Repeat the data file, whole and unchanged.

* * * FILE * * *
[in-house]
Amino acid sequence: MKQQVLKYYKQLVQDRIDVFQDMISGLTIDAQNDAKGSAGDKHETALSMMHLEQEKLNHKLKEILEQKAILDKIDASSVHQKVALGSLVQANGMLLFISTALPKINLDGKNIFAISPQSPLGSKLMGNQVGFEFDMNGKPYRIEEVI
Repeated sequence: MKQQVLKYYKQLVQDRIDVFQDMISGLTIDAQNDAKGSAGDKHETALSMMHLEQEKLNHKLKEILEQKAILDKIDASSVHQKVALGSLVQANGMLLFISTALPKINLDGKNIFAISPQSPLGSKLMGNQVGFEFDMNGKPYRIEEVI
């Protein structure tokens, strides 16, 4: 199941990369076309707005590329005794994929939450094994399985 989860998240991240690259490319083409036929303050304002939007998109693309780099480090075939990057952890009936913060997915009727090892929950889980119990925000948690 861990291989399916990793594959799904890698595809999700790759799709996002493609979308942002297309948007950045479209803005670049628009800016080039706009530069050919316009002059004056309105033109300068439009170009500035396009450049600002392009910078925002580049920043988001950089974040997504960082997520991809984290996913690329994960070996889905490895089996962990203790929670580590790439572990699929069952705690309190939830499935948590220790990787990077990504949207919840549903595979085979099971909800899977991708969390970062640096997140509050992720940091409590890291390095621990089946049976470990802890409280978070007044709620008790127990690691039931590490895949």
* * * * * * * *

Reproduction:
[in-house]
Amino acid sequence: MKQQVLKYYKQLVQDRIDVFQDMISGLTIDAQNDAKGSAGDKHETALSMMHLEQEKLNHKLKEILEQKAILDKIDASSVHQKVALGSLVQANGMLLFISTALPKINLDGKNIFAISPQSPLGSKLMGNQVGFEFDMNGKPYRIEEVI
Repeated sequence: MKQQVLKYYKQLVQDRIDVFQDMISGLTIDAQNDAKGSAGDKHETALSMMHLEQEKLNHKLKEILEQKAILDKIDASSVHQKVALGSLVQANGMLLFISTALPKINLDGKNIFAISPQSPLGSKLMGNQVGFEFDMNGKPYRIEEVI
């Protein structure tokens, strides 16, 4: 199941990369076309707005590329005794994929939450094994399985 989860998240991240690259490319083409036929303050304002939007998109693309780099480090075939990057952890009936913060997915009727090892929950889980119990925000948690 861990291989399916990793594959799904890698595809999700790759799709996002493609979308942002297309948007950045479209803005670049628009800016080039706009530069050919316009002059004056309105033109300068439009170009500035396009450049600002392009910078925002580049920043988001950089974040997504960082997520991809984290996913690329994960070996889905490895089996962990203790929670580590790439572990699929069952705690309190939830499935948590220790990787990077990504949207919840549903595979085979099971909800899977991708969390970062640096997140509050992720940091409590890291390095621990089946049976470990802890409280978070007044709620008790127990690691039931590490895949």